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American Education System: Part 1

March 18, 2019

American Education System: Part 1

Once a bastion for knowledge and hope for a better future, with greater opportunities and economic mobility, the modern American education system now suffers in obscurity on the world stage as newer countries find fresh and progressive ways to educate their children in this increasingly global society. The American education system takes many different approaches, in accordance with the present state of society and the consciousness level of the country, towards providing the nation’s youth with knowledge and understanding about the external world around us.

An educated population that condemns ignorance and supports logic and reason, represents America’s first line of defense against a corrupt government and a greedy mainstream media, which disseminate lies and preys on the public’s ignorance, lack of complex and in-depth understanding about our society and culture in order to control, manipulate and dictate the direction of the country for their own private profit.

But much of our current public education system comes down to the indoctrination of the youth into our arbitrary, ideological, cultural and political system through the obedience to authority, through culturally laid down pathways and patterns of behavior, and through the acceptance of societal dogmas passed down from previous generations. This form of mass manipulation of the minds of the youth, for the purpose of societal cohesion, interferes with the individual’s process of growth by delaying the experience of self-discovery, or preventing the process entirely until after a formal and government-approved education fills the minds of children and young adults.

Our culture focuses on a narrow range of educational understanding, confined within a carefully selected range of topics that often fails to challenge our illusions and provide us with a new perspective of reality. While each American state makes various changes to their own education systems over time to coincide with their increasingly diverse populations, the American education system, in its entirety, remains consumed in past ideology, unwilling to address our current cultural and technological problems and the changes occurring in modern society, due to a lack of funding from state, local and the federal government.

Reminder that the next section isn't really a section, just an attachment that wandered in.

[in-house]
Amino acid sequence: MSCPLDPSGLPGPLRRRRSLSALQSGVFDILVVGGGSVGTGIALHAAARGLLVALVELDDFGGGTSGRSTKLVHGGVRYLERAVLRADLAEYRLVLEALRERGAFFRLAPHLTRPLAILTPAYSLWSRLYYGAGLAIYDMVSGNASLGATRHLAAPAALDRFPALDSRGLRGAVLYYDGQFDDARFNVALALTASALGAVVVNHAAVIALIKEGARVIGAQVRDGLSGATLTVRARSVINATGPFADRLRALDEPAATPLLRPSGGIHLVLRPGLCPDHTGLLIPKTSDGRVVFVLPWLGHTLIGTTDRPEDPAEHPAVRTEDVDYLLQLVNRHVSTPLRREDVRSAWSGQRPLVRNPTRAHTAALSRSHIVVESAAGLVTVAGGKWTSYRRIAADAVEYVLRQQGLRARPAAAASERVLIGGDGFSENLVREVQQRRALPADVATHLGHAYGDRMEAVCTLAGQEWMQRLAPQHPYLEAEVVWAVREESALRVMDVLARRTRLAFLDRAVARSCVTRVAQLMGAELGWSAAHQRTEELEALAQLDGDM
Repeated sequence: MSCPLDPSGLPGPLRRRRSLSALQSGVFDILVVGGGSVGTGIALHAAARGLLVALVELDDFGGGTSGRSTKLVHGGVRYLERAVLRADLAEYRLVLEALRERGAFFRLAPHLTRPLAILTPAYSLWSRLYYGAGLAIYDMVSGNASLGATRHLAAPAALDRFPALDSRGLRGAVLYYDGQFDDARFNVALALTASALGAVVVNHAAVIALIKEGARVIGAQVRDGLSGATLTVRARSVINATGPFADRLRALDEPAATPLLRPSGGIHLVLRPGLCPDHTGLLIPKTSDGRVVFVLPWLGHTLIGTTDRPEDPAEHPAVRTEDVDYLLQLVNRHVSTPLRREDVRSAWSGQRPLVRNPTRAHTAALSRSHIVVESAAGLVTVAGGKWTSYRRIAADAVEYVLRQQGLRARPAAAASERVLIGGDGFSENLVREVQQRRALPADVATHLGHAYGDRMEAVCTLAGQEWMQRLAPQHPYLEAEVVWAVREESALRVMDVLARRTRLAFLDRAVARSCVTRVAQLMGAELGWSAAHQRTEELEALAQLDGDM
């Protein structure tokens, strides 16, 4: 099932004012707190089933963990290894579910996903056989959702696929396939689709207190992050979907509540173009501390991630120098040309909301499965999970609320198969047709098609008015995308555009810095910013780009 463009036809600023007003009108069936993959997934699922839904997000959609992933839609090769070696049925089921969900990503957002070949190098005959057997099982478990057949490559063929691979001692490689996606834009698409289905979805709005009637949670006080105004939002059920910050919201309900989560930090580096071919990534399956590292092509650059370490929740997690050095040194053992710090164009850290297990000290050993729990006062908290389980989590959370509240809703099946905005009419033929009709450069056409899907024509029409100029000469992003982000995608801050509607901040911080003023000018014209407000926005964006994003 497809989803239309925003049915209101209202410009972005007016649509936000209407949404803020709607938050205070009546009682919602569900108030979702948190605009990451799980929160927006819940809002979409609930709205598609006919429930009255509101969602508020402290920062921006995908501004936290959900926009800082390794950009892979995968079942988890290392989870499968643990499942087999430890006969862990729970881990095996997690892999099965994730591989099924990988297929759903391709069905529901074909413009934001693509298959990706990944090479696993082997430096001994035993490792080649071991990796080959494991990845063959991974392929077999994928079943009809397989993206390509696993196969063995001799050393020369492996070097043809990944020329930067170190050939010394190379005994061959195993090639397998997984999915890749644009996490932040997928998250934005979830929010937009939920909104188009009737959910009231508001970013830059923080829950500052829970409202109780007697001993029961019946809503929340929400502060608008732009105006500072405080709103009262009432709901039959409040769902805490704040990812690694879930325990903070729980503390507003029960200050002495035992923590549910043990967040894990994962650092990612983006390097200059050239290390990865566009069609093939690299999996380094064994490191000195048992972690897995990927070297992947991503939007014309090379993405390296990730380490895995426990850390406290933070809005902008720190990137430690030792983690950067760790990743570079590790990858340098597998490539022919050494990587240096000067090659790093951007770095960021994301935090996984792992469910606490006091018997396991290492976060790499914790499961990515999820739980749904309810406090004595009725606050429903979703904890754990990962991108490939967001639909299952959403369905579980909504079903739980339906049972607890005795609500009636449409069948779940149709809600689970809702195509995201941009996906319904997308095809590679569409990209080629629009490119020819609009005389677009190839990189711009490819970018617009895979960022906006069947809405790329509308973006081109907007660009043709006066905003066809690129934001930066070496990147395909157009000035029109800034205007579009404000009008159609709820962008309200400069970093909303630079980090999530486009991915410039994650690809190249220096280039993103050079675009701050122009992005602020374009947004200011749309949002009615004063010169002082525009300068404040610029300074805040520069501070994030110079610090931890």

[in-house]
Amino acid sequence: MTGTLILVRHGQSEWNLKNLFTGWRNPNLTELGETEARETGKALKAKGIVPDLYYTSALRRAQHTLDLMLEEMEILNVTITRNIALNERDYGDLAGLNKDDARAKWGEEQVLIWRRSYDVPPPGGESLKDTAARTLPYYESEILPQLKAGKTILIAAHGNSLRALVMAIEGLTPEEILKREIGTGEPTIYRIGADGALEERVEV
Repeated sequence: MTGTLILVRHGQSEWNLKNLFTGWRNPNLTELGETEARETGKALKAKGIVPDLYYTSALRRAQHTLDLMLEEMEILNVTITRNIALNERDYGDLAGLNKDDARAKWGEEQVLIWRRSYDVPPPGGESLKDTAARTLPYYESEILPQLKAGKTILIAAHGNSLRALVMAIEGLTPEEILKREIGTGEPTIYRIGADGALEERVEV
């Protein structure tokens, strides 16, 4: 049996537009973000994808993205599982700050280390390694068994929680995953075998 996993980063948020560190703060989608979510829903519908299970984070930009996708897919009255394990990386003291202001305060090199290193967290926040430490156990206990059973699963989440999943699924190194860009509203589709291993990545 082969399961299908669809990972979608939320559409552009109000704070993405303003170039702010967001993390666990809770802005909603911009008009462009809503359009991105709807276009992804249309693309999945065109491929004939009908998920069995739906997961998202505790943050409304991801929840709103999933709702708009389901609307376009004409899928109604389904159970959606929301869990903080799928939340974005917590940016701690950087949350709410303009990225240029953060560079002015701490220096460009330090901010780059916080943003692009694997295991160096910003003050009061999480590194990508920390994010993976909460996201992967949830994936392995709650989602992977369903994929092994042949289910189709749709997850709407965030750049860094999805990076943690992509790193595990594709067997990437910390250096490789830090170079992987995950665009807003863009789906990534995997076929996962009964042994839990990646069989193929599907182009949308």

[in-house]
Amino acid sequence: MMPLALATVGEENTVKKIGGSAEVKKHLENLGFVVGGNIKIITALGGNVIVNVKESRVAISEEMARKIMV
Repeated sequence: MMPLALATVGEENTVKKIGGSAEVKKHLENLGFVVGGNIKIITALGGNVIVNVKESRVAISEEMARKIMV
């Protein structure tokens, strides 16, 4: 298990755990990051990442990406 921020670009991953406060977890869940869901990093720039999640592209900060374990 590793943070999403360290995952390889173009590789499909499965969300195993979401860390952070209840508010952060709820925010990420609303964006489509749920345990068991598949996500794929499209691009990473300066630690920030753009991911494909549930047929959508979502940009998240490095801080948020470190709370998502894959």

The United States requires a systemic restructuring in the manner in which we educate the nation’s youth so that they may grow and express themselves in their own individual way to contribute their unique perspective to the country without being forced to follow an existing pattern of behavior or a particular set of culturally accepted beliefs.

Students must be allowed to flourish in the subjects that they excel in, rather than being made to feel inferior in subjects that they struggle in. This requires that we base a students educational ability and knowledge on their own personal proclivities and interests instead of trying to educate them based off a pre-defined and rigid structure that we apply to all students collectively, a method of teaching that dates back to the industrial era where factor workers required a factory education to do repetitive and monotonous factory work.